What can you plant when the weather’s cold and wet? David Haynes explains.
August temperatures vary nationwide, and the results from this month’s planting will vary depending on your microclimate.
Over the last month, your vege plot may have sprouted weeds so these need to be removed, ideally by grasping them as far down toward the roots as possible and pulling up the whole plant, roots and all. Smaller weeds can be raked or hoed out.
Garlic planted late in August will mature around February. Choose the fattest outermost cloves from a bulb and push these in holes so they are 2-3cm below the surface and cover with soil. Make sure the sharp end is pointing upwards!
Hardy savoy cabbage seedlings will grow slowly and be ready for harvest in late spring. These are planted so the stem is buried 2cm or so beneath the surface, with soil firmed down around the roots. Both these actions help the plant to form a good head.
Silver beet seedlings planted now will be ready in spring. These are simply planted in holes the same size as the pot they came in.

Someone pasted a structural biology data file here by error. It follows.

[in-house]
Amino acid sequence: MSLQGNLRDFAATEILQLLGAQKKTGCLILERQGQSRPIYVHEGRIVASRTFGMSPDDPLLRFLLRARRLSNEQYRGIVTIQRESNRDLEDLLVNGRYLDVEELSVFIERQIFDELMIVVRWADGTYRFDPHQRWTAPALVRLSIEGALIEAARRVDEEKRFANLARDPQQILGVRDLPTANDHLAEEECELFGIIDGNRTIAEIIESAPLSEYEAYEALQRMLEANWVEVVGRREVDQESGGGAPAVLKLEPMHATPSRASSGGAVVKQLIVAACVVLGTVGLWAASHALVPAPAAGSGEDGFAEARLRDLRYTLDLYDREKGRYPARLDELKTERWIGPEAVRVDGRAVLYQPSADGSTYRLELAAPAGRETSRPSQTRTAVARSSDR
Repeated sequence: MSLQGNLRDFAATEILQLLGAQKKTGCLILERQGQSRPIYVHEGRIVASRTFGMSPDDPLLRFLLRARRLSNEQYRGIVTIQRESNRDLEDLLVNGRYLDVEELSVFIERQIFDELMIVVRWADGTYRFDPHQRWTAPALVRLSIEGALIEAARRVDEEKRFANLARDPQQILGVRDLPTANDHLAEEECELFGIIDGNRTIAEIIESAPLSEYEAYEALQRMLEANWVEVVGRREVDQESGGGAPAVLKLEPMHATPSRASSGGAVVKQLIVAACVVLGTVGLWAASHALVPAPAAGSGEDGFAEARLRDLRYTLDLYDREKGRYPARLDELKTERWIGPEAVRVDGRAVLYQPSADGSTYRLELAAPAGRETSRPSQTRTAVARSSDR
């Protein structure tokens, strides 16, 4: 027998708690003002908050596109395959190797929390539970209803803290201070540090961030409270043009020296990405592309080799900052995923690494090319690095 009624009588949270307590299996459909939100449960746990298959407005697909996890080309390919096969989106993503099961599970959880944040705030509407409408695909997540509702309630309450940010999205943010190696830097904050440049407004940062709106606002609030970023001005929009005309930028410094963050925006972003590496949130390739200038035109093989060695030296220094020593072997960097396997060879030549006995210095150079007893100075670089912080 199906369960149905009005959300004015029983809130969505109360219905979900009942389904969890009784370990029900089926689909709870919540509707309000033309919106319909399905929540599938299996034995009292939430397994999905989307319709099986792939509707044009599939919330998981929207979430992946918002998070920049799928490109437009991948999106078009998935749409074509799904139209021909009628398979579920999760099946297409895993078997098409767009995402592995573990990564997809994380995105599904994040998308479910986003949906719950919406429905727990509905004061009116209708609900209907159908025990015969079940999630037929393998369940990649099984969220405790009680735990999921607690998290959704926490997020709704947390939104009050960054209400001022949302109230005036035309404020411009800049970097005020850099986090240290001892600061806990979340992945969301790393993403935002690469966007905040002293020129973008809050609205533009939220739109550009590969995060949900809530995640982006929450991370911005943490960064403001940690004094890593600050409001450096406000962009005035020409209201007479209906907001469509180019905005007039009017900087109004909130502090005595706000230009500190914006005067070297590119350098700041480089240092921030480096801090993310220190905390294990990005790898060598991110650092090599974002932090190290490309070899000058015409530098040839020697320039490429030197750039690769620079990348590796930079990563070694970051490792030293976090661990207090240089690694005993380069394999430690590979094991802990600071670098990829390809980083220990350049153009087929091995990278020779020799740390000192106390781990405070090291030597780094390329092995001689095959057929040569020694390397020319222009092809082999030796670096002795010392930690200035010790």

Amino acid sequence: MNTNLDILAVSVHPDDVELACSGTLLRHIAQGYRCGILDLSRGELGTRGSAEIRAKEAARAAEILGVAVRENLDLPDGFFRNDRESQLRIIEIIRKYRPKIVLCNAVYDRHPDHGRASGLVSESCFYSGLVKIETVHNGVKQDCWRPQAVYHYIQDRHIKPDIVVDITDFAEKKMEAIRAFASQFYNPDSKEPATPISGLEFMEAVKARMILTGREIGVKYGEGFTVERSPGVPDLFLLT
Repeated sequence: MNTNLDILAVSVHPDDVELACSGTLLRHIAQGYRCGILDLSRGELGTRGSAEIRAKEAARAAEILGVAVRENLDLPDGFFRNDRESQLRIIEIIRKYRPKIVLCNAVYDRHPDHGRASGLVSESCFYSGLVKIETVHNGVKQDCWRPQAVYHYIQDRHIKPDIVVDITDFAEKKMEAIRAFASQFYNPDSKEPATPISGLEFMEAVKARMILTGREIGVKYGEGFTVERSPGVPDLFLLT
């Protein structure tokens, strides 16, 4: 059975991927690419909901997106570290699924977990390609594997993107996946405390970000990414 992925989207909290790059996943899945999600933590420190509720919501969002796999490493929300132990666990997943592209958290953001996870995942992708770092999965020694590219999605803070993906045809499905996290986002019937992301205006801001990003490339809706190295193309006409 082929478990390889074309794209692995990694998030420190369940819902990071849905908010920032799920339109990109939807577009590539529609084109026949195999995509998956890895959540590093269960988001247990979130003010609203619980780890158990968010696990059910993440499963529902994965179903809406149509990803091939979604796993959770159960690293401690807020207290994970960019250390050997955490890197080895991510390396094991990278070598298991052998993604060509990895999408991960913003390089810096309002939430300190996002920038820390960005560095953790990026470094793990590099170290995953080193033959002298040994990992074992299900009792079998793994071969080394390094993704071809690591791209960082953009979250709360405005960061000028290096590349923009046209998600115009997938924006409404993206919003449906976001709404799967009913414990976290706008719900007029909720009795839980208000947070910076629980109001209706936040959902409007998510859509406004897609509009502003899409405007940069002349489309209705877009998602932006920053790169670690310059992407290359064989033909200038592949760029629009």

Red onions do well in frost-free winter gardens and will mature mid-spring. Seedlings are often grown in clumps and so need to be separated out before planting. Soak the pot in water for an hour and then tip the contents carefully into a bowl of water. By carefully washing the roots in the water it is possible to pull out individual onion seedlings.
To plant these, make a hole 8-10cm deep with a dibber, pencil or chopstick, dangle the roots over the hole and lower roots in while pouring a little water in the hole at the same time. The water helps push the roots and some soil gently into the hole.
Pea seedlings can be planted as a bunch as they are difficult to separate out. Once planted they will need training up a support frame. I use a bit of chicken wire and canes to tie the stems to the frame and encourage them to grow upwards.
Q. Winter comes and my edible herb garden vanishes. Can you please help me discover which herbs are grown successfully in winter?
A. Herbs are basically categorised as annuals or perennials – they grow for one or more than one year, respectively. Annual and perennial plants are further divided into hardy, half hardy or tender varieties. As the name implies, hardy perennials can withstand frost, half-hardy very light frosts and tender; no frost.
Thus your winter choice of herbs will be hardy or half-hardy annuals and perennials. Providing your area is free of frost you can also grow tender perennials, such as bay trees.